Earthquakes come and go, often leaving traces of destruction on their doorstep. What they usually do not do, fortunately, is to go back right away and come back for another switch. Except … it seems they can, in extremely rare circumstances.
In a new study, scientists have found evidence of an unusual and virtually unprecedented ‘boomerang’ earthquake that shook the deep sea water under the Atlantic Ocean in 2016.
The quake – dubbed a “backward-breaking supershear collapse” – struck along the Romanche fracture zone, which lies near the equator, roughly midway between the east coast of Brazil and the west coast of Africa.
The fracture zone, a fault that runs for about 900 kilometers between the tectonic plates of South America and Africa ̵1; adjacent to the Mid-Atlantic Ridge – produced a magnitude 7.1 earthquake in August 2016, which was detected by underwater seismometers in the region, as and from remote monitoring stations.
Signal analysis reveals that this was not an ordinary earthquake, but a strange temptation that went a long way, before turning back and forth for more – and with a considerable increase in speed, no less.
“While scientists have discovered that such a reversible decay mechanism is possible from theoretical models, our new study provides some of the clearest evidence for this enigmatic mechanism occurring in a real fault,” says lead researcher and seismologist Stephen Hicks from Imperial College London.
According to seismic data analysis, the 2016 earthquake had two distinct phases.
First, the fissure spreads upward and eastward toward a weak point, where the fracture zone meets the Mid-Atlantic Backbone. Then, in an unexpected face, an “unusual back-west spread” took place, with vibrations going back to the center of the fault, and “supershear” speeds accelerating very fast to 6 kilometers per second (3.7 miles per second). ).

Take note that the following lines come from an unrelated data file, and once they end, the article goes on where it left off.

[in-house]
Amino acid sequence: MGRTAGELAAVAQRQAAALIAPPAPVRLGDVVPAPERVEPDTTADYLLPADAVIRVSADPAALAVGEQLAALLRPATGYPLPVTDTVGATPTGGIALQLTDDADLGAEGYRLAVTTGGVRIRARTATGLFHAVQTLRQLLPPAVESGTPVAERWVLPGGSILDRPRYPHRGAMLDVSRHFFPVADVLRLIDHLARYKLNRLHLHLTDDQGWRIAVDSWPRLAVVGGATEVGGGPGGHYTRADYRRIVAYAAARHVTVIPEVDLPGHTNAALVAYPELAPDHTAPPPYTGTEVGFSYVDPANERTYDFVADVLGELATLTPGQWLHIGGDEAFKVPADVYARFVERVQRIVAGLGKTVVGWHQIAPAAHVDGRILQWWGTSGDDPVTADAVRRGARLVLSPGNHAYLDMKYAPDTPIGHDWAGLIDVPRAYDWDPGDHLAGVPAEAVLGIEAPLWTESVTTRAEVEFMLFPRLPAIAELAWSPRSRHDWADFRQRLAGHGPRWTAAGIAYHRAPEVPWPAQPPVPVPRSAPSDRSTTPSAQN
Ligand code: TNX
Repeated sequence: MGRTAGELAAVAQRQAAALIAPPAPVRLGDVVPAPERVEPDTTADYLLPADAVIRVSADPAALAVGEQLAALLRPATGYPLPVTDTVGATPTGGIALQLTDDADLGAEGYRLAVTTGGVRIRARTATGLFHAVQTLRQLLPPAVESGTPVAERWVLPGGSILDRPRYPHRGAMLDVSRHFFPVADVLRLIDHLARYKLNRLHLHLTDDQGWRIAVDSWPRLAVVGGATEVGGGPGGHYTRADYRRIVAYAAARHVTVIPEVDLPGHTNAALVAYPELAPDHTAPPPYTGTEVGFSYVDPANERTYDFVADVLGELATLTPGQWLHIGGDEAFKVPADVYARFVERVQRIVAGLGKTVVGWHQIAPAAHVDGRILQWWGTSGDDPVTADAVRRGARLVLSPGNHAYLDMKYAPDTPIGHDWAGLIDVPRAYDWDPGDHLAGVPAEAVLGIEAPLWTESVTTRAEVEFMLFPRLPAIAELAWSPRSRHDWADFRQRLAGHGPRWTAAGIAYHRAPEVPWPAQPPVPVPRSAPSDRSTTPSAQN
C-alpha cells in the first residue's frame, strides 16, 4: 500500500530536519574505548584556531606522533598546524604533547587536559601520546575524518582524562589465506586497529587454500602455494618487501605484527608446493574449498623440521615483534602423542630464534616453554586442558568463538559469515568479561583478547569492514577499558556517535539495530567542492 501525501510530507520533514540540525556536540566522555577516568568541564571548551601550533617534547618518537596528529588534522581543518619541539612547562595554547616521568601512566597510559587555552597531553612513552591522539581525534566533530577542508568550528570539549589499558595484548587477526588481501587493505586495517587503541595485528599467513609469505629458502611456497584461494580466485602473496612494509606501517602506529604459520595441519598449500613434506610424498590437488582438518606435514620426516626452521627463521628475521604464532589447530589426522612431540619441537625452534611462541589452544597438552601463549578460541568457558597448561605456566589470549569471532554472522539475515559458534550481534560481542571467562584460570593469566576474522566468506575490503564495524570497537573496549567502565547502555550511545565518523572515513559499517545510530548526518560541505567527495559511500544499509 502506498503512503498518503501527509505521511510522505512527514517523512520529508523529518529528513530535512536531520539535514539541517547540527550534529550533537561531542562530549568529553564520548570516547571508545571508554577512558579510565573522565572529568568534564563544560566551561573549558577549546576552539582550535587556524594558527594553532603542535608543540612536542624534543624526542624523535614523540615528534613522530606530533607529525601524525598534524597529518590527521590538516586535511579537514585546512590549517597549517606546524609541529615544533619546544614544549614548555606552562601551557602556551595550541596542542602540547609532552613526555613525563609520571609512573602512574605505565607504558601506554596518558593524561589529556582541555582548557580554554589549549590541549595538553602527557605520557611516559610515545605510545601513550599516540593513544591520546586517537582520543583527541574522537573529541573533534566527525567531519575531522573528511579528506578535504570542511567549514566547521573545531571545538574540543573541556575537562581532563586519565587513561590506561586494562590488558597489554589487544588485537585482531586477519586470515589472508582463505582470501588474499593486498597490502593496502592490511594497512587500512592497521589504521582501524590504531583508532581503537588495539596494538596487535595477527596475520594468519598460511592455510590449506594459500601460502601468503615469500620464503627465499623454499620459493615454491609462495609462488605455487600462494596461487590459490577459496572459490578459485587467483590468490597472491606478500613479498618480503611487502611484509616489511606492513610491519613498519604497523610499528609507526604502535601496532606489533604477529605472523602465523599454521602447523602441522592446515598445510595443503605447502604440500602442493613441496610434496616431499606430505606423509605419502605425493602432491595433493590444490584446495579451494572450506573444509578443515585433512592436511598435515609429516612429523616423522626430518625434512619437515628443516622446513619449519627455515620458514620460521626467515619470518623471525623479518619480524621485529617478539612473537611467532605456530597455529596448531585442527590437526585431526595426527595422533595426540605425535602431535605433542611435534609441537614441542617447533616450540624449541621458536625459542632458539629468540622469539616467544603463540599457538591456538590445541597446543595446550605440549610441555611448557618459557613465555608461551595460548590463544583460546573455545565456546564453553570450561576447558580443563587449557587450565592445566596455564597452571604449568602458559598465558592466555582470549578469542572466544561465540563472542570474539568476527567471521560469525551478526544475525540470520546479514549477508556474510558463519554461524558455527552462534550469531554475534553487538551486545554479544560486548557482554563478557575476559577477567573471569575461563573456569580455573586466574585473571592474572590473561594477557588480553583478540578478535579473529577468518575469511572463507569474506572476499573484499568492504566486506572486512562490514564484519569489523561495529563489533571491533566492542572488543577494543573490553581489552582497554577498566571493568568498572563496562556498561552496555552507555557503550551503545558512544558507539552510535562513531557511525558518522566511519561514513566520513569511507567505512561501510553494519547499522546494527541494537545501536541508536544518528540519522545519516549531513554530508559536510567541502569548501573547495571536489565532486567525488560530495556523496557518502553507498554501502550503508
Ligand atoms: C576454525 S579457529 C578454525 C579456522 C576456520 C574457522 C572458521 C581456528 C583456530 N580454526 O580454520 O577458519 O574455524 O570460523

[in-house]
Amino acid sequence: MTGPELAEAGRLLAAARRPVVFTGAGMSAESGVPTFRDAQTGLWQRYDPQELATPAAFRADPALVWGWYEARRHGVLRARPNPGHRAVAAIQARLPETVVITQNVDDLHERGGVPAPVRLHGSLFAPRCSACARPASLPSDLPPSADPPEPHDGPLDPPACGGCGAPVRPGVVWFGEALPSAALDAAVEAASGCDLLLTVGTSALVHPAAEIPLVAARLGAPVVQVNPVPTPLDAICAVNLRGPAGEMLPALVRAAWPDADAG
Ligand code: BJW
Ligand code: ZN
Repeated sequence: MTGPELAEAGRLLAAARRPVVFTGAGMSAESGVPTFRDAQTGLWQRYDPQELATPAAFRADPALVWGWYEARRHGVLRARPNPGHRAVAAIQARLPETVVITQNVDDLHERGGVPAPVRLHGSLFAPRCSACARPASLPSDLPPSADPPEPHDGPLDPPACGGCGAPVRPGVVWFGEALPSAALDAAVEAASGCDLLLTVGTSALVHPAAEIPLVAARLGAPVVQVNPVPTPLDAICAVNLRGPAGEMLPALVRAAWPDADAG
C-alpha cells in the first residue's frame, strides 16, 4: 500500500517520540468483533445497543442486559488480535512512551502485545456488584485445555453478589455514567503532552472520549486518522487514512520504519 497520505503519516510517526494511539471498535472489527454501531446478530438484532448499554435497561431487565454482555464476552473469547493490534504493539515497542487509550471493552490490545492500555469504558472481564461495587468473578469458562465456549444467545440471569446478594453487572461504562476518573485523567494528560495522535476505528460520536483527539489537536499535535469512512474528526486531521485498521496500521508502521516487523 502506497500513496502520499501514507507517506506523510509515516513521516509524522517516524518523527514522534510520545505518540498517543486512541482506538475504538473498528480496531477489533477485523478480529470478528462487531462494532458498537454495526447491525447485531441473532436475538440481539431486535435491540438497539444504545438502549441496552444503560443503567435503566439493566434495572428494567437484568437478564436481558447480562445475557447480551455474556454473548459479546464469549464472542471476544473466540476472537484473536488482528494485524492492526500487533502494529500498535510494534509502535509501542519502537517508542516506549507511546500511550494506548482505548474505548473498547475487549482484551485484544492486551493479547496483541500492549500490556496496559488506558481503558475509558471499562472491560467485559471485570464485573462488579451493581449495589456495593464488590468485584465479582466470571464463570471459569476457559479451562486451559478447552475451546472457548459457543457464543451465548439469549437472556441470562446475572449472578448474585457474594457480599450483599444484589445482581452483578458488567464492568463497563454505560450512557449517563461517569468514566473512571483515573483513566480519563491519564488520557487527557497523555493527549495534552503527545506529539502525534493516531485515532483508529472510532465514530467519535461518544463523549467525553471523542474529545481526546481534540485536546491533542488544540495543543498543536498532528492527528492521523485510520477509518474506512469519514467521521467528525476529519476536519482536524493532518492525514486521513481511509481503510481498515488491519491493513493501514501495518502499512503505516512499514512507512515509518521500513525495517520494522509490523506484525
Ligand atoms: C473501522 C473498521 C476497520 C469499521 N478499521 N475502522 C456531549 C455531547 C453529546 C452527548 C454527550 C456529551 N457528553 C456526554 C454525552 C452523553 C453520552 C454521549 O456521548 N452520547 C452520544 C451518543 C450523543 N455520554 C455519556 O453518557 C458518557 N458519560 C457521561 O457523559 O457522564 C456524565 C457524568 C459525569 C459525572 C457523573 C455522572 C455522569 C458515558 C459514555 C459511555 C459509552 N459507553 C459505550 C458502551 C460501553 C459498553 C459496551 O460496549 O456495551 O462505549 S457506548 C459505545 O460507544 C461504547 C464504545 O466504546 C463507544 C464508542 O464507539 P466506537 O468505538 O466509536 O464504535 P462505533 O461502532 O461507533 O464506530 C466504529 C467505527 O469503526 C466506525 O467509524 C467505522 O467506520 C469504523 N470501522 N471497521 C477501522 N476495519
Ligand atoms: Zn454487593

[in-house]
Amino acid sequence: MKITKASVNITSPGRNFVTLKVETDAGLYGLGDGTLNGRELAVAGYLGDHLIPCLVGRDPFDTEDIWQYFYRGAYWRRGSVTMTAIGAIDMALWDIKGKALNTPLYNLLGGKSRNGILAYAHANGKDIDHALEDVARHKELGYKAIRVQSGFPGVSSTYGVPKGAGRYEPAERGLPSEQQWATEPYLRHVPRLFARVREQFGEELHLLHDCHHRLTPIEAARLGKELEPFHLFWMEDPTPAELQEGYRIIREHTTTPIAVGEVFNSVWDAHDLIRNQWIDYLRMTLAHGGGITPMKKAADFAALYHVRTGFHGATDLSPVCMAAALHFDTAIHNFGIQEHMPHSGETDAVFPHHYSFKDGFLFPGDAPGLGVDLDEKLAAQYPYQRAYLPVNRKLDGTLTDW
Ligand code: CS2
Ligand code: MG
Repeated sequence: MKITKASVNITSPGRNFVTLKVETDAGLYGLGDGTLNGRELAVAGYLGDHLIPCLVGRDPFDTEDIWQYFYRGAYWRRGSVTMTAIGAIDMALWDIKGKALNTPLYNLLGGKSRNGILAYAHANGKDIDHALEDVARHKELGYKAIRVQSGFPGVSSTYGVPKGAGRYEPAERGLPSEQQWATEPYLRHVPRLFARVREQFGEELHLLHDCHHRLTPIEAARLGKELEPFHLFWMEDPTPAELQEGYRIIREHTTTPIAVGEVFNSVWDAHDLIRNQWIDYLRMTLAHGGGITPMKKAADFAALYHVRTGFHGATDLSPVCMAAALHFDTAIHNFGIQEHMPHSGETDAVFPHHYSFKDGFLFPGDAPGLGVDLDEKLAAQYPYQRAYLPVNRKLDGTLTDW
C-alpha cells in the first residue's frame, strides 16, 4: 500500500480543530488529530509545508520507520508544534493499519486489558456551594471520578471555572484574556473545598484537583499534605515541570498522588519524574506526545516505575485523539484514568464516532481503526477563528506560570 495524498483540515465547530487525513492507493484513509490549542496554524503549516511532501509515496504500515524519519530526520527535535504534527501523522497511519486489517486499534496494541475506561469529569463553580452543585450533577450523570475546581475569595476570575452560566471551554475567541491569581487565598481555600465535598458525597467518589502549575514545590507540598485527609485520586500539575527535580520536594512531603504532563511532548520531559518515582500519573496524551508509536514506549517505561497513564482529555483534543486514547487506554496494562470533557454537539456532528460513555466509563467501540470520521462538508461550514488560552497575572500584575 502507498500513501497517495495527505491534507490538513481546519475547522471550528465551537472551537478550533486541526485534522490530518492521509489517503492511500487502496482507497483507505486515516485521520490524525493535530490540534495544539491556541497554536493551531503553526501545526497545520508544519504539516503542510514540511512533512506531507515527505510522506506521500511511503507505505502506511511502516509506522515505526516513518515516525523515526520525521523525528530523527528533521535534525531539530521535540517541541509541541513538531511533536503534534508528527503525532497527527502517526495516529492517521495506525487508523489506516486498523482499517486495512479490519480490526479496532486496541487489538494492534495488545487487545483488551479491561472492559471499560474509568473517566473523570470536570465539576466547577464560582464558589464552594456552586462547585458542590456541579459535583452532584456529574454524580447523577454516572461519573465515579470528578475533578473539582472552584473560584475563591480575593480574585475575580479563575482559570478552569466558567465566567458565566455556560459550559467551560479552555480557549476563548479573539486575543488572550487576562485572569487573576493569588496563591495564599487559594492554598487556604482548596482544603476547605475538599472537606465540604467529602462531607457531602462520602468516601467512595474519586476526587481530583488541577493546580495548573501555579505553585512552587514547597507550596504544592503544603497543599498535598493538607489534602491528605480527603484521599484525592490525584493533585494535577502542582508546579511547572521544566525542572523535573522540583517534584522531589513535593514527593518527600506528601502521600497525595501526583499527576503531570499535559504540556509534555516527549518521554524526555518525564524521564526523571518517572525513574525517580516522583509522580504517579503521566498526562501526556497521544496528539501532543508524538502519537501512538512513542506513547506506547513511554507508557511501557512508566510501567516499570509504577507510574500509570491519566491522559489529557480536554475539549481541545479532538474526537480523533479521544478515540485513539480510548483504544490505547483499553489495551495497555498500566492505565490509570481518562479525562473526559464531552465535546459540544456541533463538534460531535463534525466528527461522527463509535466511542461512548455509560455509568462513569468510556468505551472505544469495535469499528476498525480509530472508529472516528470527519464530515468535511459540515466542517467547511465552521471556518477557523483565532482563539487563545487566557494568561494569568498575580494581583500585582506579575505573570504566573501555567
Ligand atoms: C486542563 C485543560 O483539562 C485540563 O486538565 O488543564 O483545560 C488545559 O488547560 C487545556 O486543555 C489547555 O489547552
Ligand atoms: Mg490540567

“Although the structure of the fault seems simple, the way the earthquake grew was not and it was completely the opposite of how we expected the earthquake to look before we started analyzing the data,” says Hicks.
While the team’s explanations for how this boomerang reversed remain speculative for now, researchers hypothesize that the first, deep phase of the quake released enough fracture energy to begin reversing the rupture in shallow, westerly underwater terrain. .
“Either both fault faults were sufficiently stressed preseismically to promote seismogenic failure or deeper SE1 rupture immediately increased static stress, immediately causing the shallow SE2 portion of the fault to fail,” the authors explain in their paper. them.
While back-spreading earthquakes have been studied by seismologists before, so far, evidence for them is scarce, with the phenomenon seen primarily in theoretical modeling.
To discover one in the real world – out in the middle of the ocean – is an event of the first kind, let alone a boomerang that returned at supershear speed.
“To the best of my knowledge, this is the first time it has been reported,” geophysicist Yoshihiro Kaneko of GNS Science in New Zealand, who was not part of the study team, told. National Geographic.
Findings are reported in Natural geosciences.